• Water purifying tablets (it is advisable in some countries not to drink the tap water, but instead only drink bottled water due to the water supplies being contaminated)
  • Spare glasses, contact lenses, contact lens chemicals, your eyeglass prescription
  • Sterile syringes
  • A first aid reference
  • A digital thermometer
  • Pain relief medication (paracetamol or ibuprofen)
  • Any paediatric medication you require for your children
  • Antihistamines in case of allergic reactions or insect bite relief
  • Sunscreen
  • Cough/cold and flu medicine
  • Antiseptic solution
  • Band-aids
  • A first aid blanket
  • Bandages
  • Cortisone cream
  • Antifungal cream
  • Antacid for indigestion
  • Anti-diarrhea medication
  • Laxatives in case of constipation
  • Fluid and electrolyte replacement powder
  • Heat and ice packs that are mechanically activated (not requiring freezer or microwave)
  • Wound dressings, scissors and tweezers
  • Sting relief solution
  • Eye lubricant
  • Health insurance card
  • Sunscreen
  • Burn relief cream

 

Staying Healthy While Travelling

Once you have booked in to see the doctor, been advised on immunisations and disease prevention, sorted out any potential prescriptions or authorisations relevant to the destination you are going to, and packed your comprehensive travel health kit, it is important to take into consideration a few tips to stay healthy while travelling.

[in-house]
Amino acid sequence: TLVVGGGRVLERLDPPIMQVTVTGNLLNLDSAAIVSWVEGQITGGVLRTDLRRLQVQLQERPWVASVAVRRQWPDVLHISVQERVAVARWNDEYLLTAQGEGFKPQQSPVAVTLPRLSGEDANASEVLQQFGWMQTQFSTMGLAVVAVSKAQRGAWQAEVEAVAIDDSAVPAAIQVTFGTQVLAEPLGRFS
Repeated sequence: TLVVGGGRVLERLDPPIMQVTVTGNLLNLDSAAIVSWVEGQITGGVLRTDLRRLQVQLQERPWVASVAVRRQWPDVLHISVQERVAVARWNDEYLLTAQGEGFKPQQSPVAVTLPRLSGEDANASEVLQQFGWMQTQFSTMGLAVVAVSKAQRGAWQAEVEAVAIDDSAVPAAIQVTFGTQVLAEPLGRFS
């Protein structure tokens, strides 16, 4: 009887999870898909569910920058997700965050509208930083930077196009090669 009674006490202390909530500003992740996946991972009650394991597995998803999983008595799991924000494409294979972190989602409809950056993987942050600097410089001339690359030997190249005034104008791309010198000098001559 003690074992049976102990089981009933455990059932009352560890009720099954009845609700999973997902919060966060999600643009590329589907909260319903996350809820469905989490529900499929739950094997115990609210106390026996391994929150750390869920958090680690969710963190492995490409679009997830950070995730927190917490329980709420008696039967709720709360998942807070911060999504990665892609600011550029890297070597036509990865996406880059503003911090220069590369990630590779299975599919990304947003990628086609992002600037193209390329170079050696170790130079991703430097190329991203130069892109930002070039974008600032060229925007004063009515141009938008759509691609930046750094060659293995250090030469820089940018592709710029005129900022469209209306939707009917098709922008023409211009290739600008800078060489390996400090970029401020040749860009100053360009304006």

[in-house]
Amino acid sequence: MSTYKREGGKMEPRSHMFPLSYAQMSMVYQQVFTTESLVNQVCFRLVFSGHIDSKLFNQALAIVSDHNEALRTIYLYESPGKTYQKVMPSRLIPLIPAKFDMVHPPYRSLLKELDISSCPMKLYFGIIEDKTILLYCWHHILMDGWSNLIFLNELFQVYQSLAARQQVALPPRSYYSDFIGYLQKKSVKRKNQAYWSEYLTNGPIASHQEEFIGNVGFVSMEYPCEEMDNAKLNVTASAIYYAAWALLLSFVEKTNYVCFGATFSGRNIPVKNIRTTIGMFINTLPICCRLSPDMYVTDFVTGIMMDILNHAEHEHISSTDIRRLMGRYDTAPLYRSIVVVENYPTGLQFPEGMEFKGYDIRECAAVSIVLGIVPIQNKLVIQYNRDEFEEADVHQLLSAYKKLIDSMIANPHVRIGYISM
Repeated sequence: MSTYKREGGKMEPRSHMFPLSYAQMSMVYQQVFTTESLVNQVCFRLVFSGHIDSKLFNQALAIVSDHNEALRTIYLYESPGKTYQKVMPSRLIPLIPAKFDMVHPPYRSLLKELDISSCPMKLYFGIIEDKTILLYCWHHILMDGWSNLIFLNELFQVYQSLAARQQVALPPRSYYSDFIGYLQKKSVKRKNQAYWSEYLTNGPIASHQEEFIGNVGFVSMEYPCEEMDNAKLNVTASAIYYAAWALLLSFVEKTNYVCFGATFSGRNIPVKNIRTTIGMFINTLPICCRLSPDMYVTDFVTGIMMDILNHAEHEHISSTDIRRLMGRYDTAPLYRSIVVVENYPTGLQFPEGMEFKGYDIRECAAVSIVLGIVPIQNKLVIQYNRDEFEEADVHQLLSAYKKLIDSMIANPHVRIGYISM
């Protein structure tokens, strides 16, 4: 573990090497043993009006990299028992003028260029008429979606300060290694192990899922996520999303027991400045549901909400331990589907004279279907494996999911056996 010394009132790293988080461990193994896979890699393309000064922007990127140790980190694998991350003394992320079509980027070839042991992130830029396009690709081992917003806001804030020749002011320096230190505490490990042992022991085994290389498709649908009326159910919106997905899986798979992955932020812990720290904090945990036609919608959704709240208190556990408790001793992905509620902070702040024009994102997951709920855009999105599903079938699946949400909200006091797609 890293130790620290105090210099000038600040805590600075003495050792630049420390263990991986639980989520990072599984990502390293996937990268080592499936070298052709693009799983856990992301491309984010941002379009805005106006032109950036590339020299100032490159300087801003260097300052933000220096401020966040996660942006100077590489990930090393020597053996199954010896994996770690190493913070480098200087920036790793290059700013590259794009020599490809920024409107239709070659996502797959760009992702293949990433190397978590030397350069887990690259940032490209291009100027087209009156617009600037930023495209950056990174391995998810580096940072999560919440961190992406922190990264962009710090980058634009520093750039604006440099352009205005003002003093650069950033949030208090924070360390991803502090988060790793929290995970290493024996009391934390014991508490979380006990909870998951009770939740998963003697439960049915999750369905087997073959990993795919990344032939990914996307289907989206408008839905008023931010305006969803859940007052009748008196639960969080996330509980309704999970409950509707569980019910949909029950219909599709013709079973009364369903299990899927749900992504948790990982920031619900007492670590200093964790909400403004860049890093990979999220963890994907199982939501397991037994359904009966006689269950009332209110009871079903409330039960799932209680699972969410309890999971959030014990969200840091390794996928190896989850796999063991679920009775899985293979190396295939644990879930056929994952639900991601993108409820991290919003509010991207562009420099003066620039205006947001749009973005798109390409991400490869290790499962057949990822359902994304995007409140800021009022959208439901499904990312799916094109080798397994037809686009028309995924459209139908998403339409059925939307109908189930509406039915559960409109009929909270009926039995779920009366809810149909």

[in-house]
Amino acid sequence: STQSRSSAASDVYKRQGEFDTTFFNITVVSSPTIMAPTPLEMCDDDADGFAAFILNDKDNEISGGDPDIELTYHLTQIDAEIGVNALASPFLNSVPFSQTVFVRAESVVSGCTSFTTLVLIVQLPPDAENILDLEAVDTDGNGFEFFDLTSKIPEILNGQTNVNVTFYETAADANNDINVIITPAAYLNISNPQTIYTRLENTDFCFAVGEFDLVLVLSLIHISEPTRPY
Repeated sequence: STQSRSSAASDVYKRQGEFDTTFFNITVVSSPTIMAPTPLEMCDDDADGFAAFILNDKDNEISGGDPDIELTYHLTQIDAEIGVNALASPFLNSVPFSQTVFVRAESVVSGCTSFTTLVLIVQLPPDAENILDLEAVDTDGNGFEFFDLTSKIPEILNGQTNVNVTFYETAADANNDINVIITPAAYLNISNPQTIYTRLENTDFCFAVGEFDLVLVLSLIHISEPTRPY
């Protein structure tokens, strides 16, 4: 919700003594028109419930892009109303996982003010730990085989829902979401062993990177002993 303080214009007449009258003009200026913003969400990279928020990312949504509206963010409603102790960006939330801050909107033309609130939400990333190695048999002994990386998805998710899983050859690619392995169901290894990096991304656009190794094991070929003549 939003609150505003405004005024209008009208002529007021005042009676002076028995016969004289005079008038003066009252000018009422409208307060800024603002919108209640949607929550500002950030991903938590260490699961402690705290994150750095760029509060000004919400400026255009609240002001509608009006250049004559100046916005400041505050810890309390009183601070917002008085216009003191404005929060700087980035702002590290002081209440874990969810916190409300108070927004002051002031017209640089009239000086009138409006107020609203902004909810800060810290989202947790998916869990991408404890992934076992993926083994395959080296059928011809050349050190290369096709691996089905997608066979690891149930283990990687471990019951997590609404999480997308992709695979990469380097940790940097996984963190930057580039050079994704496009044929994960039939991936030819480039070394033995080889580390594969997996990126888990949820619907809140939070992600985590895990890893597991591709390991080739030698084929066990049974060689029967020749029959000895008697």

Ensure that you take out adequate travel insurance, and be aware of what the procedures are in the country you are going to, in order to access medical treatment. Some countries have reciprocal medical agreements with Australia, others you will need travel insurance for.

You need to ensure that you stay well hydrated on a trip, and that you get up regularly and exercise, in order to maintain circulation and prevent deep vein thrombosis. Sometimes special travel stockings can be worn in order to help prevent clots in the lower legs and aid in circulation. This is no substitute for exercise and stretching however.

Avoid getting bitten by mosquitos by using insect repellent, wearing long sleeved clothing, and sleeping under mosquito nets.

You can avoid getting various types of food poisoning by not drinking local tap water, which can be contaminated with parasites and other microbes, and by only drinking bottled water at your destination. You should also avoid dodgy looking street-side food vans where the temperature of the food is questionable, and likely the preparation of the food has been done in an unsanitary fashion.

If you have been on a long flight across time zones, it is important to get as much sleep as possible and adjust to the time zone to avoid putting your body under too much distress.

 

Conclusion

Travelling overseas, whether for recreational purposes or for business should be an enjoyable experience. Ensuring that you see your doctor prior to departing on your trip, and also after you come back for any follow up concerns and necessary treatment is important. Maintaining health is imperative while you are travelling so that you can enjoy your holiday or business trip.

Your doctor can advise you on preventing illness, and what to take in your medical and first aid kit. Your doctor can also give you hints and tips on staying well, and provide you with any prescriptions you need to treat conditions you may contract while you are away. Travel insurance is important, as is knowing where and how to access medical treatment at your destination.

Book an appointment with your local doctor to discuss your travel plans before you go, and this will ensure that you will get the most enjoyment out of your trip and reduce any worries or stress that may come about because of health related concerns.